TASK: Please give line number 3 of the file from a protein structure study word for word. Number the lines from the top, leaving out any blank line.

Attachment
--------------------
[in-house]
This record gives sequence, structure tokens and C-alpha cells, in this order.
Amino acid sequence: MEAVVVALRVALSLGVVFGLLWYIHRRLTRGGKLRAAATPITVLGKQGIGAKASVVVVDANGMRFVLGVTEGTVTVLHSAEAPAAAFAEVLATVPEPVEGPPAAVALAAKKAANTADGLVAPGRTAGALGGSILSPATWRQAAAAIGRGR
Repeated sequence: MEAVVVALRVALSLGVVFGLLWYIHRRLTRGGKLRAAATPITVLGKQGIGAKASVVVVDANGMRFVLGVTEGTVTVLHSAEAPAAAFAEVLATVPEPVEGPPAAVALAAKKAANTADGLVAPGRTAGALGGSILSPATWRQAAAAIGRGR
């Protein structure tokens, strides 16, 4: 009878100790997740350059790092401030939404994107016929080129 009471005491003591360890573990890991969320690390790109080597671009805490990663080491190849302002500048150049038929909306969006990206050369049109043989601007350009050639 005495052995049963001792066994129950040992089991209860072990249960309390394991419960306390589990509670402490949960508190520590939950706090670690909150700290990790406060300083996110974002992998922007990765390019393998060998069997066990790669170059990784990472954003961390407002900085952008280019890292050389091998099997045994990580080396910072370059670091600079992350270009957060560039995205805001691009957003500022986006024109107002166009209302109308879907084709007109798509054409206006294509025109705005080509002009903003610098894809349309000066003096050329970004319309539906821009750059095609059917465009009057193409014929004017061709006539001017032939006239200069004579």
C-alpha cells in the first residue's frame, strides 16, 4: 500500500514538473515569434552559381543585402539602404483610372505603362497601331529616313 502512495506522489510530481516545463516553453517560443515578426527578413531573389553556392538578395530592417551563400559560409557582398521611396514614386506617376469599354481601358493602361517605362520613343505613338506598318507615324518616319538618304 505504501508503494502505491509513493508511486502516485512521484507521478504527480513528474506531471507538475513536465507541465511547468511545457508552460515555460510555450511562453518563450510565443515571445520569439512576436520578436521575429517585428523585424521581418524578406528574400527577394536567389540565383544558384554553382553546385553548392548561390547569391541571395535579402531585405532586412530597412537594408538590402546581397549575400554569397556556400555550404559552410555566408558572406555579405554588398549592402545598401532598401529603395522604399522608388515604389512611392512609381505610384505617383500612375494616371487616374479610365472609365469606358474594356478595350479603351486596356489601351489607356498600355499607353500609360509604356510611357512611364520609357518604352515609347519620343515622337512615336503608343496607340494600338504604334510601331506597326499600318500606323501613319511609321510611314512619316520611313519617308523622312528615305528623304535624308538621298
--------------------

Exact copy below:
Amino acid sequence: MEAVVVALRVALSLGVVFGLLWYIHRRLTRGGKLRAAATPITVLGKQGIGAKASVVVVDANGMRFVLGVTEGTVTVLHSAEAPAAAFAEVLATVPEPVEGPPAAVALAAKKAANTADGLVAPGRTAGALGGSILSPATWRQAAAAIGRGR